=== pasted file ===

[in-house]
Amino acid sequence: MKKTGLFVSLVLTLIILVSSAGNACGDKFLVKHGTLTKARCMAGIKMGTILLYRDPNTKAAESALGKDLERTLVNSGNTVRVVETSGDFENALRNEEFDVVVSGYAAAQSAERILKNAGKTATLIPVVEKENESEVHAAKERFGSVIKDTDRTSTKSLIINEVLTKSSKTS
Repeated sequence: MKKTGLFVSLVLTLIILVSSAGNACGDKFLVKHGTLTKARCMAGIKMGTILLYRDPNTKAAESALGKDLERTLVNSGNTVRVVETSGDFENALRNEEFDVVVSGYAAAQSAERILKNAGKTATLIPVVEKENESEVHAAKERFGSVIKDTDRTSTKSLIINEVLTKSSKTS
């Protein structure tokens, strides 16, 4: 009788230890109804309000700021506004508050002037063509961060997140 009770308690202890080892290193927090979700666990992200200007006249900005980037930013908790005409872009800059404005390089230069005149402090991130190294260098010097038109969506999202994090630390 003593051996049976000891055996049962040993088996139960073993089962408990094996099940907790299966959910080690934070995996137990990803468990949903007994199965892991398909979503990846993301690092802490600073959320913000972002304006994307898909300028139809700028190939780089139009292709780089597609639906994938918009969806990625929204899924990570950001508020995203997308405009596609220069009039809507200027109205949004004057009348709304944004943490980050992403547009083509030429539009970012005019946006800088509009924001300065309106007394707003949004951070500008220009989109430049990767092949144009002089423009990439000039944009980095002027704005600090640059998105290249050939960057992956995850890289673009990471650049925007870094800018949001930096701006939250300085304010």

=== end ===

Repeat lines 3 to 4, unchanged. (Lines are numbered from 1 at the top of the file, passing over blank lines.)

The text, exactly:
Repeated sequence: MKKTGLFVSLVLTLIILVSSAGNACGDKFLVKHGTLTKARCMAGIKMGTILLYRDPNTKAAESALGKDLERTLVNSGNTVRVVETSGDFENALRNEEFDVVVSGYAAAQSAERILKNAGKTATLIPVVEKENESEVHAAKERFGSVIKDTDRTSTKSLIINEVLTKSSKTS
């Protein structure tokens, strides 16, 4: 009788230890109804309000700021506004508050002037063509961060997140 009770308690202890080892290193927090979700666990992200200007006249900005980037930013908790005409872009800059404005390089230069005149402090991130190294260098010097038109969506999202994090630390 003593051996049976000891055996049962040993088996139960073993089962408990094996099940907790299966959910080690934070995996137990990803468990949903007994199965892991398909979503990846993301690092802490600073959320913000972002304006994307898909300028139809700028190939780089139009292709780089597609639906994938918009969806990625929204899924990570950001508020995203997308405009596609220069009039809507200027109205949004004057009348709304944004943490980050992403547009083509030429539009970012005019946006800088509009924001300065309106007394707003949004951070500008220009989109430049990767092949144009002089423009990439000039944009980095002027704005600090640059998105290249050939960057992956995850890289673009990471650049925007870094800018949001930096701006939250300085304010």